Overcoming IT system implementation challenges

October 8, 2013 By    

Information technology (IT) projects are one of the most dreaded challenges facing propane business owners and executives.

This feeling is well founded. Many experts estimate that more than half of IT projects fail to meet their goals. IT project cost is always significant – up to $100,000 for a single location independent marketer to $100 million for a large multi-state marketer.

Many employees do not like the major change from new IT systems. New IT systems take years of struggle to implement. It’s these and other reasons that make the implementation of new IT systems among the most challenging high-risk ventures any company will undertake. Therefore, business owners and management should take measures to prevent IT projects from becoming a bottomless sinkhole of money, time, frustrated employees, angry customers and management attention.

Major IT projects must be performed well in all three phases to avoid the IT sinkhole.

Software selection – The project is put on the right path by selecting a software vendor with a proven track record in the propane industry. Conversely, the wrong software vendor will certainly mire the project in high cost, long delays and even major business disruption. Undoing the consequences from selecting the wrong software vendor is a complex challenge.

Software implementation and data migration – This dynamic phase of the IT project is crucial because it impacts employees and customers. Employees must receive proper training and support to help their migration to the new system. This may be the most difficult challenge the project will face. Customers are impacted because of the look of new invoices and statements. Adverse customer impact can occur with data errors or lack of employee readiness. Data migration requires that the vast amount of data a propane business generates be moved cleanly from the old to the new database. An experienced propane company technician who understands the nuances of the data is best suited to do this complex task well.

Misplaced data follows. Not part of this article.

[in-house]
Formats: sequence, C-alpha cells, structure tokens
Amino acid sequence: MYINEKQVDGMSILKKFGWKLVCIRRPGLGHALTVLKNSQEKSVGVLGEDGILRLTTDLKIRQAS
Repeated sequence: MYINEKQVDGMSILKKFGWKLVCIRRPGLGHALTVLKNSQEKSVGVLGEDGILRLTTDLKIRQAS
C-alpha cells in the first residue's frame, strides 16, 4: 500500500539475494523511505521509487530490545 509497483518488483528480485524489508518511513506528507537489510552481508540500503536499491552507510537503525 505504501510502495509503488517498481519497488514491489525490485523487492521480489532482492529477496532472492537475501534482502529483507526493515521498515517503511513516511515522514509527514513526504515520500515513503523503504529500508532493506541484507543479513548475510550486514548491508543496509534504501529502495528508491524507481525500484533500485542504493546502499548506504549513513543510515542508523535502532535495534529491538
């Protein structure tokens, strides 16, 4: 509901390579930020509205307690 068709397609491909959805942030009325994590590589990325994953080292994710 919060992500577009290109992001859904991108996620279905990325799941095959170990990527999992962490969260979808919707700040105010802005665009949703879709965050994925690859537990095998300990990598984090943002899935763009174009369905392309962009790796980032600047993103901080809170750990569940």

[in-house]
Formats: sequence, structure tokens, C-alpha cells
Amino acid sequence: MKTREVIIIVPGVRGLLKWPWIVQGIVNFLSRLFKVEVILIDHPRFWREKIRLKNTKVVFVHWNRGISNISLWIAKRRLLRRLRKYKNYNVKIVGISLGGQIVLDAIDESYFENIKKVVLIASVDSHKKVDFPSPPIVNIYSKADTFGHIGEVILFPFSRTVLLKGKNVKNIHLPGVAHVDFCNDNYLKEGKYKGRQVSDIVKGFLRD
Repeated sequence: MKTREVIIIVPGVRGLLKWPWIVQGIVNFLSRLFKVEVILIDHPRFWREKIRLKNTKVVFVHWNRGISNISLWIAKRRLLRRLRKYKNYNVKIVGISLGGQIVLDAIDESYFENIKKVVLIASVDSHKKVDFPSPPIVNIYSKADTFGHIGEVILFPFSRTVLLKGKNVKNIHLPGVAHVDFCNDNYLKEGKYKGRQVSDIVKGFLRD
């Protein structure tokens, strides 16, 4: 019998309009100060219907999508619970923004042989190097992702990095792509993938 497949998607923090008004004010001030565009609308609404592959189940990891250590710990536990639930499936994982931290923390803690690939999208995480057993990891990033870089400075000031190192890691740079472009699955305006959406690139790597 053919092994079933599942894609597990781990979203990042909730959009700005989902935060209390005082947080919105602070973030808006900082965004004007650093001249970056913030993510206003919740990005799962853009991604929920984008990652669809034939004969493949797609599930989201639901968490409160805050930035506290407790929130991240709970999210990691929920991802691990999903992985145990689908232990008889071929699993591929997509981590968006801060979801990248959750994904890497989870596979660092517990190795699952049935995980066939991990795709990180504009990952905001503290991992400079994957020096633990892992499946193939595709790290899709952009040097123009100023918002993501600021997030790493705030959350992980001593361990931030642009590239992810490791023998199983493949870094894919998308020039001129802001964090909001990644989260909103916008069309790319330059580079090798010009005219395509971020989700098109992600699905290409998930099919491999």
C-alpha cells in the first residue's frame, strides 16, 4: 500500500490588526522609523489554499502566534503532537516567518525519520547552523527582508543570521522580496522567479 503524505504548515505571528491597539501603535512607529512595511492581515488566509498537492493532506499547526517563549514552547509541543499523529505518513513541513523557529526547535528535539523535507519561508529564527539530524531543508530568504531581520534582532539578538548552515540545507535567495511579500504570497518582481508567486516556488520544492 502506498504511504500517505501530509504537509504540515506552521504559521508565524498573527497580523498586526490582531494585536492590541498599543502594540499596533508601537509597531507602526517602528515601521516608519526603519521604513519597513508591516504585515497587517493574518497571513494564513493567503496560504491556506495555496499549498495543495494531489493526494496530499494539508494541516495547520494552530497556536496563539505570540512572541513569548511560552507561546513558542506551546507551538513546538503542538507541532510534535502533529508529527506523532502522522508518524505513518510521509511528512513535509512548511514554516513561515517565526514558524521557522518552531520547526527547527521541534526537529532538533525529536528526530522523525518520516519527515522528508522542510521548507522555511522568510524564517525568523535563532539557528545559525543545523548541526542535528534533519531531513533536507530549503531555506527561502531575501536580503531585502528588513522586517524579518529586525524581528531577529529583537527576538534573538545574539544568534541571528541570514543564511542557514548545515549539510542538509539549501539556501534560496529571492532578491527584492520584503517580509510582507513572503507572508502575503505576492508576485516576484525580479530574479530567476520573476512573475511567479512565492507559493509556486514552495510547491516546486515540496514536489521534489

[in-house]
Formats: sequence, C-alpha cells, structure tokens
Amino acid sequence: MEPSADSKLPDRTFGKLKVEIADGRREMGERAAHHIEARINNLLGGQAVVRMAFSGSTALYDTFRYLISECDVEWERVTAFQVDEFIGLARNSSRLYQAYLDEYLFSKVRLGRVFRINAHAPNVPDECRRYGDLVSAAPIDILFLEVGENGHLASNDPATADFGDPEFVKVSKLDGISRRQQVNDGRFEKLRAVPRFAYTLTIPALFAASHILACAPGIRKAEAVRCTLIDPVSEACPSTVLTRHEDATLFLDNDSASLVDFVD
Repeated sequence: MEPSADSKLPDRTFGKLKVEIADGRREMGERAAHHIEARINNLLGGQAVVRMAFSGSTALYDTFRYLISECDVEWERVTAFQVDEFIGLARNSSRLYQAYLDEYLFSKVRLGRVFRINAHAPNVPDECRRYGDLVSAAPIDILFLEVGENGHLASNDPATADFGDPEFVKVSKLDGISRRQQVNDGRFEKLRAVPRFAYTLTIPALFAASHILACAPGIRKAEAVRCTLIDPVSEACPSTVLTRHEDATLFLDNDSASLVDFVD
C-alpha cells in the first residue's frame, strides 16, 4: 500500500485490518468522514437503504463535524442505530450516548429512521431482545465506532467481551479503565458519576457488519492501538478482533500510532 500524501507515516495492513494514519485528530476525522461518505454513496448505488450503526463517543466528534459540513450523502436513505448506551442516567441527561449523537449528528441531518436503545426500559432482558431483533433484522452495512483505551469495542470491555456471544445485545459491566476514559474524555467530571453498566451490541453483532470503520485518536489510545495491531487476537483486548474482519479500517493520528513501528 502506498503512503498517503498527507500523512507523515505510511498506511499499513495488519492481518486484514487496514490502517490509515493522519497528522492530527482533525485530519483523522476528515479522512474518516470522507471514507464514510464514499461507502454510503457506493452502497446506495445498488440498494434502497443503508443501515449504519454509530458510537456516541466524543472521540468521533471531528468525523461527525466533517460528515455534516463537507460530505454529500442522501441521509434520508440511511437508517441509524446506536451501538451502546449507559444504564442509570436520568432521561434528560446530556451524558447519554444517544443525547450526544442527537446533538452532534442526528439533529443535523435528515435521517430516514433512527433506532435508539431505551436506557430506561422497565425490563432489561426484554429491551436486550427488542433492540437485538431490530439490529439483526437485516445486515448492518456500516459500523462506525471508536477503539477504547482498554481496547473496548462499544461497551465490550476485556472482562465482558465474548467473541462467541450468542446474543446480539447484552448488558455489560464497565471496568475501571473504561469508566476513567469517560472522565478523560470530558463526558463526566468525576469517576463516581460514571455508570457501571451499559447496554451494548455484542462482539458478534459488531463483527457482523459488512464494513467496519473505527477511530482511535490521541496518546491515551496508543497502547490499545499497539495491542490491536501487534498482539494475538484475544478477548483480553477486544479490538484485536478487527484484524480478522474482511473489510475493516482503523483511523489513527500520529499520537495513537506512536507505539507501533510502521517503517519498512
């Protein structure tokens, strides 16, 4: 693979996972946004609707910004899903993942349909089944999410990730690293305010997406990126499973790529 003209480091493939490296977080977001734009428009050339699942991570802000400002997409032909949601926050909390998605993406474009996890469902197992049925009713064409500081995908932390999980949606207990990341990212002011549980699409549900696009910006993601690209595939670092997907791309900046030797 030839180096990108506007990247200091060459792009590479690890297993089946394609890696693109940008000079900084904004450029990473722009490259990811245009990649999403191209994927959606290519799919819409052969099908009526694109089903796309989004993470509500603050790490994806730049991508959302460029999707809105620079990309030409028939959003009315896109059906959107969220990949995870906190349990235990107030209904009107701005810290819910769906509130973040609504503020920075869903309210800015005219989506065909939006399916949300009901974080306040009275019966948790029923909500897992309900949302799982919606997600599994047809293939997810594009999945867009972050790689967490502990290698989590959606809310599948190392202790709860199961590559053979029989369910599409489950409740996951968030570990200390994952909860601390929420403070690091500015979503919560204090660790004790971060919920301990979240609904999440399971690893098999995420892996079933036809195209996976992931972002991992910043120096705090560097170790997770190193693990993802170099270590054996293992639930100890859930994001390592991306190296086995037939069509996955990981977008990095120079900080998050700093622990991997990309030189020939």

Business practices change – The objective of the IT project is to improve the company’s business practices through new technology, not merely install a new computer system. This aspect of the project takes years to fully implement and requires understanding of how propane business activities, such as bobtail operations, are improved by the new IT system. This phase of the project also requires that employees abandon traditions and practices with which they are comfortable. Change is tough for both employees and management.

The five essentials for avoiding the IT sinkhole are:

Project leadership – Any successful project starts with effective leadership. The leader needs a working knowledge of IT, to be an effective manager, to be trusted, to be able to build consensus and to understand the propane business.

The right software – Select a reputable software company that serves the propane industry; don’t build your own. You will save money and time by obtaining software that is proven to meet the needs of the propane business. Remember that you are in the propane business, not in the business of building IT systems. Beware of the myth that a custom-built system creates competitive advantage. Finally, software cost ranks eighth on the list of 10 selection criteria.

Align key leaders – All of the key leaders must be part of a team that accepts the IT project challenges. Otherwise, finger pointing and conflict will cloud the project.

Manage by realistic objectives – Set achievable milestones on your multi-year marathon. Create accountability. Otherwise the project will languish. Beware of pundits who will make excuses and blame a variety of problems on the IT project.

Focus on the three Ps – patience, perseverance with a focus on business practices are needed to keep positive energy throughout the project.

By avoiding the IT sinkhole and successfully implementing your new IT system, your company will be well positioned to compete in the future.

Randy Doyle is CFO for Blossman Gas in Ocean Springs, Miss. He can be reached at rdoyle@blossmangas.com.

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